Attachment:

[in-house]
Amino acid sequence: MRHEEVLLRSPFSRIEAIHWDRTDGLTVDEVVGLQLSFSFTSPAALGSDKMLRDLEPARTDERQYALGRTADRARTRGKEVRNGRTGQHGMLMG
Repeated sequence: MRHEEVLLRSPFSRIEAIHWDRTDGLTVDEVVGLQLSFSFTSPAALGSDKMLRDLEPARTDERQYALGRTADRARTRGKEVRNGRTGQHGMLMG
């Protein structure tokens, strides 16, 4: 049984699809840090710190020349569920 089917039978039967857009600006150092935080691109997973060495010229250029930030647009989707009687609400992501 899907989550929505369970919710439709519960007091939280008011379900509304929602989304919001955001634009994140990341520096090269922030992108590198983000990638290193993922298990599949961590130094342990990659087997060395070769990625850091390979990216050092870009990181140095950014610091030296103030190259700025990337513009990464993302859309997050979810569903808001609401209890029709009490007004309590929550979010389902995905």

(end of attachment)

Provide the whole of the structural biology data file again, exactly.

[in-house]
Amino acid sequence: MRHEEVLLRSPFSRIEAIHWDRTDGLTVDEVVGLQLSFSFTSPAALGSDKMLRDLEPARTDERQYALGRTADRARTRGKEVRNGRTGQHGMLMG
Repeated sequence: MRHEEVLLRSPFSRIEAIHWDRTDGLTVDEVVGLQLSFSFTSPAALGSDKMLRDLEPARTDERQYALGRTADRARTRGKEVRNGRTGQHGMLMG
């Protein structure tokens, strides 16, 4: 049984699809840090710190020349569920 089917039978039967857009600006150092935080691109997973060495010229250029930030647009989707009687609400992501 899907989550929505369970919710439709519960007091939280008011379900509304929602989304919001955001634009994140990341520096090269922030992108590198983000990638290193993922298990599949961590130094342990990659087997060395070769990625850091390979990216050092870009990181140095950014610091030296103030190259700025990337513009990464993302859309997050979810569903808001609401209890029709009490007004309590929550979010389902995905």